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Paranoid Personality Disorder (PPD)

Introduction

Paranoid personality disorder is a serious mental health condition in which the sufferer has a chronic mistrust of friends, strangers and authority figures.

PPD sufferers often have a heightened sensitivity to the actions and words of others, and often combine confirmation bias with dissociation to form a world view which confirms their belief that they are in imminent danger.

Because of their world view, people who suffer from PPD have a tendency to isolate themselves and may become hostile to people who threaten this isolation, such as family members, partners and friends.


PPD Characteristics & Traits

Acting In - Acting In behavior refers to a subset of personality disorder traits that are more self-destructive than outwardly-destructive.

Alienation - The act of cutting off or interfering with an individual's relationships with others.

"Always" and "Never" Statements - "Always" and "Never" Statements are declarations containing the words "always" or "never". They are commonly used but rarely true.

Anger - People who suffer from personality disorders often feel a sense of unresolved anger and a heightened or exaggerated perception that they have been wronged, invalidated, neglected or abused.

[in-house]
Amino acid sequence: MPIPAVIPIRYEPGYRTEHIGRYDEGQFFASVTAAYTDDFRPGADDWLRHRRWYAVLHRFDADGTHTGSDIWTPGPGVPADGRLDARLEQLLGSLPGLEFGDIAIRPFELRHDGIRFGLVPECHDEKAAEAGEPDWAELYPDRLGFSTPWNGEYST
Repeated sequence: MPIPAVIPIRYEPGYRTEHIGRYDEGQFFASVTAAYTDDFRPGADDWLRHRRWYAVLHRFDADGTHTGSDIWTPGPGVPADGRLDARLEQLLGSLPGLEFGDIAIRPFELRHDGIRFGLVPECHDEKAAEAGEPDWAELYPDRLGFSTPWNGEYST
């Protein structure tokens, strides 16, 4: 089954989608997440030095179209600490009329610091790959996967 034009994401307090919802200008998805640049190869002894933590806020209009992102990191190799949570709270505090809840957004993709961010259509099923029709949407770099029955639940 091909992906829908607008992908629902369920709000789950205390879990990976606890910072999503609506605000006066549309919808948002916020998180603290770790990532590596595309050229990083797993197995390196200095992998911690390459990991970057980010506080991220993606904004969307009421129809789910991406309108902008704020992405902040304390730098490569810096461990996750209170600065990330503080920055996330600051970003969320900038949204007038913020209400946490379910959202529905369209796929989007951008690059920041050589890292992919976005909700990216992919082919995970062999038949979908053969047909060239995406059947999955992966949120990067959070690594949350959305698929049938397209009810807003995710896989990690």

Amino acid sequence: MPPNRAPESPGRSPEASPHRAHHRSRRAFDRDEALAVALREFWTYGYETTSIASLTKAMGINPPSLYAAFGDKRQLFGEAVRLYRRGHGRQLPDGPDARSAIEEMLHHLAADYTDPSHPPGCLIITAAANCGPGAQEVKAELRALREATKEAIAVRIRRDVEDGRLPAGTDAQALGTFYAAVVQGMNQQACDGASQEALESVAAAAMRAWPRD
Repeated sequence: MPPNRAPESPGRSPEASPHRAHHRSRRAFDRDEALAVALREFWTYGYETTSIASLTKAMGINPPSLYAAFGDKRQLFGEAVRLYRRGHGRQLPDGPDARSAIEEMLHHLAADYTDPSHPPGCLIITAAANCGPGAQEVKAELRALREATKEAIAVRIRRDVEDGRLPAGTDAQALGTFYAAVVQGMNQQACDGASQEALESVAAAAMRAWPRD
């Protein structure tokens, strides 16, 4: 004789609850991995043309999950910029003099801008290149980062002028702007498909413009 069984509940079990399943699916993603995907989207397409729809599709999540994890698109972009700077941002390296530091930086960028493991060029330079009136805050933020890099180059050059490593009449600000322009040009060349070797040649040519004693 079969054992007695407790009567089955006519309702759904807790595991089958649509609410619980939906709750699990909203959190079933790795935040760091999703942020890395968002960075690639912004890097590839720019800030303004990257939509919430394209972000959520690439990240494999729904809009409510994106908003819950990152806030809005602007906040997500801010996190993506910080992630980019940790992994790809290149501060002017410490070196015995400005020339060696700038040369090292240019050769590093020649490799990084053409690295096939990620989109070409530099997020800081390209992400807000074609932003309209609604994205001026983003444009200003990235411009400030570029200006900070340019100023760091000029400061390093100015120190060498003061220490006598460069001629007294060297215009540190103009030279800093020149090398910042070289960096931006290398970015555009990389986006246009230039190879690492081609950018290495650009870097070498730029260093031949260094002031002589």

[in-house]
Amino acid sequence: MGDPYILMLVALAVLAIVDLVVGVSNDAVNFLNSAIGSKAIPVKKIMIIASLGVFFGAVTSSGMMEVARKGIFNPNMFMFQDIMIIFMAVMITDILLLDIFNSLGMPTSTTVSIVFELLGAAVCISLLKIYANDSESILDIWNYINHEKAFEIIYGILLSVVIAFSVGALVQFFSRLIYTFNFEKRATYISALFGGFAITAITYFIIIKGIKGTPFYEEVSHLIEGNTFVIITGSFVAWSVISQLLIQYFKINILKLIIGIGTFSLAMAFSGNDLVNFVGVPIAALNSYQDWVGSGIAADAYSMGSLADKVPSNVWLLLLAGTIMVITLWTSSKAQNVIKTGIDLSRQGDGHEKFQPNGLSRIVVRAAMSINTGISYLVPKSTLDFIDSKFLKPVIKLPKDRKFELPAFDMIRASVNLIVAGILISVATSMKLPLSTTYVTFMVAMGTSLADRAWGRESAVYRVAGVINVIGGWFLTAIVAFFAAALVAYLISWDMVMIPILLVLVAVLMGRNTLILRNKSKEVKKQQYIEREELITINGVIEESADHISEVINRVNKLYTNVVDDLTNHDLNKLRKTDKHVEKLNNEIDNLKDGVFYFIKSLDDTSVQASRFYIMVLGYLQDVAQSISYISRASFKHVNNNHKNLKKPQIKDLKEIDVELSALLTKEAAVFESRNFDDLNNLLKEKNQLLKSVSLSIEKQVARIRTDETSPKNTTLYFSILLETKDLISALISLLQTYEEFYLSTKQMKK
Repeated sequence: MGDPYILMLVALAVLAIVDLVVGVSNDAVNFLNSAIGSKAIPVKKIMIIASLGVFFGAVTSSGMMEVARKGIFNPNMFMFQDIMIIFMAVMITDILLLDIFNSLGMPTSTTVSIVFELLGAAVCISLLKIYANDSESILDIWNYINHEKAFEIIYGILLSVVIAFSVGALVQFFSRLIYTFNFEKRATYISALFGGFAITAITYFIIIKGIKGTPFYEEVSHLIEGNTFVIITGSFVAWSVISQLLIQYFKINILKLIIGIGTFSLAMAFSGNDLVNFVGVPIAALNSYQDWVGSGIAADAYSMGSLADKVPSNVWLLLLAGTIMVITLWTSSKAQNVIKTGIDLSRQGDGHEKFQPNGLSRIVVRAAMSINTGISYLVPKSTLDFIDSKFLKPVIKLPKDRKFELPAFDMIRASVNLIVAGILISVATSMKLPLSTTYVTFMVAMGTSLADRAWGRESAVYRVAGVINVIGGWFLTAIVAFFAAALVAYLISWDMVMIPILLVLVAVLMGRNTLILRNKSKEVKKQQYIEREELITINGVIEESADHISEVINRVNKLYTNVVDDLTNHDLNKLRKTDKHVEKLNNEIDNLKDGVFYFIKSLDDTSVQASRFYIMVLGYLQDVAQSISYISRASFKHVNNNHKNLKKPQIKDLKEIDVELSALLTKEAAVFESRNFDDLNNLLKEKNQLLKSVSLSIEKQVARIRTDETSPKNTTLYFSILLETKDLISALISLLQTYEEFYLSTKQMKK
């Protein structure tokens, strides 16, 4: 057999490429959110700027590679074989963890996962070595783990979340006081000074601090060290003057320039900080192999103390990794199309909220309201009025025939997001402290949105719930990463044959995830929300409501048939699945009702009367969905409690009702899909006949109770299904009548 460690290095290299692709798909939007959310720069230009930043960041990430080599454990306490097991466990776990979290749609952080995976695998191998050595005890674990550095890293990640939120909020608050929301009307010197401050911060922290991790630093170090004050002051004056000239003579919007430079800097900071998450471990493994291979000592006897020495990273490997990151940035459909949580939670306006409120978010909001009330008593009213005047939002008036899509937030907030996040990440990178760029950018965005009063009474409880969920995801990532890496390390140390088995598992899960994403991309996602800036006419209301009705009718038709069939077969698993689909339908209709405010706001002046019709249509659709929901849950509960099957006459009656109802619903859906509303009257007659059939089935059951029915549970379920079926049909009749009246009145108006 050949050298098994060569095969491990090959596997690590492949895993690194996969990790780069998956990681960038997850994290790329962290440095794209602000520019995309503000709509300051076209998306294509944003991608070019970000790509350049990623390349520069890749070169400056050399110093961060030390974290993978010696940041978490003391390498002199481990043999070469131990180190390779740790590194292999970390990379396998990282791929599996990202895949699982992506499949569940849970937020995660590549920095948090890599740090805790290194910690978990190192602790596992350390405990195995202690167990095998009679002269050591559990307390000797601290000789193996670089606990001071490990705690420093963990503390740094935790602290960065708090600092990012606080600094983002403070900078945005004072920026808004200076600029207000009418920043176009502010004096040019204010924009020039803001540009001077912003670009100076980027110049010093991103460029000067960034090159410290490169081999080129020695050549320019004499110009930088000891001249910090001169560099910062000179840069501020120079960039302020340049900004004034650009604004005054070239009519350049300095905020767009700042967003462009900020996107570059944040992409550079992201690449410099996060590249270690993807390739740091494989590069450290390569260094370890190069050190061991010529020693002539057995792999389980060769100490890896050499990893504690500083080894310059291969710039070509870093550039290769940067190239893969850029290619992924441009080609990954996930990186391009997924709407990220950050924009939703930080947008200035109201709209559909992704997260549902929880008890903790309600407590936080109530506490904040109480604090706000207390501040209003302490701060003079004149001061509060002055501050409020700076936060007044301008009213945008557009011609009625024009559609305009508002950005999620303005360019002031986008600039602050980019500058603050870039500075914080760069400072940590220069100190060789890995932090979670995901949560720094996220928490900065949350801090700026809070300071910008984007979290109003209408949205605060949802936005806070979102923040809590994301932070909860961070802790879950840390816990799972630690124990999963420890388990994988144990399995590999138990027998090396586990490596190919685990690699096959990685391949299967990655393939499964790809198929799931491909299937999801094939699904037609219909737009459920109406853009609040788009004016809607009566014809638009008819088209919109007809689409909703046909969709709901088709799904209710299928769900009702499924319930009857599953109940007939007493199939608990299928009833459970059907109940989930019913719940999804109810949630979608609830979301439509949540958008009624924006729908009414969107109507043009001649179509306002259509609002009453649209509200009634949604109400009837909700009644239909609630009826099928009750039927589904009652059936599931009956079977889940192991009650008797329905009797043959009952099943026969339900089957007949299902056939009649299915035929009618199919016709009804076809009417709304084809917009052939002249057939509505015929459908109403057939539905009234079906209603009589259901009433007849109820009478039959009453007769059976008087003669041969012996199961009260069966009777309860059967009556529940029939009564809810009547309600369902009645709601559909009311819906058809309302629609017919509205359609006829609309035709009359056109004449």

Avoidance - The practice of withdrawing from relationships with other people as a defensive measure to reduce the risk of rejection, accountability, criticism or exposure.

Blaming - The practice of identifying a person or people responsible for creating a problem, rather than identifying ways of dealing with the problem.

Catastrophizing - The habit of automatically assuming a "worst case scenario" and inappropriately characterizing minor or moderate problems or issues as catastrophic events.

Chaos Manufacture - Unnecessarily creating or maintaining an environment of risk, destruction, confusion or mess.

Circular Conversations - Arguments which go on almost endlessly, repeating the same patterns with no resolution.

Cognitive Dissonance - A psychological term for the discomfort that most people feel when they encounter information which contradicts their existing set of beliefs or values. People who suffer from personality disorders often experience cognitive dissonance when they are confronted with evidence that their actions have hurt others or have contradicted their stated morals.